Notable cast: Fred Armisen, Carrie Brownstein and Kyle MacLachlan
“Crashing” (Netflix Original)
Premise: Phoebe Waller-Bridge created this British show about young people living in a condemned hospital together. Given the building’s size and the lack of need to protect it, the group can trash the place through parties and other reckless behavior. The story is anchored by two friends who have a will-they-or-won’t-they romantic relationship.
Setting: Condemned hospital in London during the mid-2010s
Particularly good for this moment: This show features large parties and strangers becoming fast friends. That’s not going to happen with social distancing anytime soon.
Notable cast: Phoebe Waller-Bridge
“Comedians in Cars Getting Coffee” (Netflix Original)
Premise: Jerry Seinfeld created this interview series in which he drives comedians in fancy cars and takes them to hip coffee shops. The comedians don’t talk too much about the fancy cars ― that element is mostly there for the eye candy aspect. The interviews also don’t tend to get too deep, but Seinfeld draws out admirably funny material from his subjects.
Setting: Cars and coffee shops
Particularly good for this moment: The show always had an element of living vicariously through Seinfeld as he hangs out with a cool comedian, driving a cool car to go to a cool coffee shop. You’re not doing any of those things in 2020, so the living vicariously aspect is even more central.
Notable cast: Jerry Seinfeld and the rotating guest stars
Premise: This Canadian sitcom focuses on a Korean Canadian family that runs a convenience store in Toronto. The parents have a traditional mentality that revolves around safely earning money through hard work. The kids have more rebellious passions, with the daughter studying photography in school and the son trying to turn his life around after spending time in juvenile detention.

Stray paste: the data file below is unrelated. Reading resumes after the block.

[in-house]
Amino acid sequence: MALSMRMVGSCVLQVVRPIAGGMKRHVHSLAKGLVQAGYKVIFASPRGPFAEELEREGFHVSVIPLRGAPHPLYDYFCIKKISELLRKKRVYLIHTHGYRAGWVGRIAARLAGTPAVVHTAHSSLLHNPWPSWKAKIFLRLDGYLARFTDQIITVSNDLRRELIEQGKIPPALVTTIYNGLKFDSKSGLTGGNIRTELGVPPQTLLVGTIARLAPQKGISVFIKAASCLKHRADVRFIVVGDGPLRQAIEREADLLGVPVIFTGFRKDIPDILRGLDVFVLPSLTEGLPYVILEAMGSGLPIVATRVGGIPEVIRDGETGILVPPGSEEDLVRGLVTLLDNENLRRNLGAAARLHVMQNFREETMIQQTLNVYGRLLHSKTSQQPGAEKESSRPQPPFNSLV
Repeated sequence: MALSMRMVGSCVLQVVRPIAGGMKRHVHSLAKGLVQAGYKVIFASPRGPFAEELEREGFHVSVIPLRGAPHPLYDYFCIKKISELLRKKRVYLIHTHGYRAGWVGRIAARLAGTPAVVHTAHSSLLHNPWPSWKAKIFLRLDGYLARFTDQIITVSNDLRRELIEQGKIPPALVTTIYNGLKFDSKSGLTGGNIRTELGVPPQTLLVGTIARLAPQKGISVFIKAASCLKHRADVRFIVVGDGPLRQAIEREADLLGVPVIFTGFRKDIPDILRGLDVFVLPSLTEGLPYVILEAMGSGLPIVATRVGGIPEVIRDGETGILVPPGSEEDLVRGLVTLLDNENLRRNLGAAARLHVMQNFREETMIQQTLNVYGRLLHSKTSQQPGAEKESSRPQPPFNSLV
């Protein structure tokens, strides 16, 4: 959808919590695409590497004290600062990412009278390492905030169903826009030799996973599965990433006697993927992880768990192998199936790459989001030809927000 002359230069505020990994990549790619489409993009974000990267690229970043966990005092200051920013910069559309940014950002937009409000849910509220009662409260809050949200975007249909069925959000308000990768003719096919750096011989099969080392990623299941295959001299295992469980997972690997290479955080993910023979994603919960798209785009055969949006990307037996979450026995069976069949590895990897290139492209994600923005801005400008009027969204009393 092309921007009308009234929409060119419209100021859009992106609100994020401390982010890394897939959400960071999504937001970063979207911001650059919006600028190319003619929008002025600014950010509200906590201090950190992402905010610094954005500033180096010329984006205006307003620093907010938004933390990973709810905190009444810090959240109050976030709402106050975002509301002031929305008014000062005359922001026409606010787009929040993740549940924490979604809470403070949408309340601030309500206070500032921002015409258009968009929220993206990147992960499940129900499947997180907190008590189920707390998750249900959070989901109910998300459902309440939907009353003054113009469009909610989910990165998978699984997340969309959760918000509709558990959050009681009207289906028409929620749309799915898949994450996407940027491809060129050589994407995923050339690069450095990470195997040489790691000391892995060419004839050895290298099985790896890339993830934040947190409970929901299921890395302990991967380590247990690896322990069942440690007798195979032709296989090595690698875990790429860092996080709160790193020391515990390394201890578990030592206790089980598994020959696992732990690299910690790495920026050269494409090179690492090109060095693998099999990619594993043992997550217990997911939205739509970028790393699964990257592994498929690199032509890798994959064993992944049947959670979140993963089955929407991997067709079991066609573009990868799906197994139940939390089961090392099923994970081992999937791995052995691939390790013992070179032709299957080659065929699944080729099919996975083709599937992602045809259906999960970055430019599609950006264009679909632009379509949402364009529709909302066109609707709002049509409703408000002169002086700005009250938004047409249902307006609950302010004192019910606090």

Setting: Convenience store in Toronto
Particularly good for this moment: The show takes place in Canada, which has had a much better response to the coronavirus pandemic than the United States, furthering the case for heading north ASAP.
Notable cast: Andrea Bang, Simu Liu, Paul Sun-Hyung Lee, Jean Yoon
“Friends From College” (Netflix Original)
Premise: This comedy had a reset after a mess of a first season that earned a 25% rating on Rotten Tomatoes, but the second season is much better. The show focuses on a group of “friends from college” who get into shenanigans together during their 40s. The group has a mix of inherited wealth and well-paying jobs, both scenarios allowing for high-priced hangouts.
Setting: Wealthy strata of New York City in the late 2010s
Particularly good for this moment: The show features rich adult slackers partying and moping around New York City. The impetus for any of the characters’ existential sadness now seems quaint and is a reminder that things will at some point get less dark.
Notable cast: Billy Eichner, Nat Faxon, Keegan-Michael Key, Annie Parisse, Fred Savage, Cobie Smulders and Jae Suh Park
“Tuca & Bertie” (Netflix Original)
Premise: Lisa Hanawalt (“BoJack Horseman”) created this animated comedy about anthropomorphic birds who juggle their friendship with career and romantic aspirations. The friends have reached their 30s, and life is starting to naturally pull them apart, leaving both more alone than they’d like. The animated world is full of magical, animal-themed touches (such as snake mass-transit trains and slug trains depending on their speed), but the characters experience relatably human ups and downs.
Setting: An animated bird city
Particularly good for this moment: The story takes place in a magical bird world. Although this setting has its own occasional sources of grief, who doesn’t want to leave Earth to go to the magical bird world right now?
Notable cast: Tiffany Haddish, Ali Wong and Steven Yeun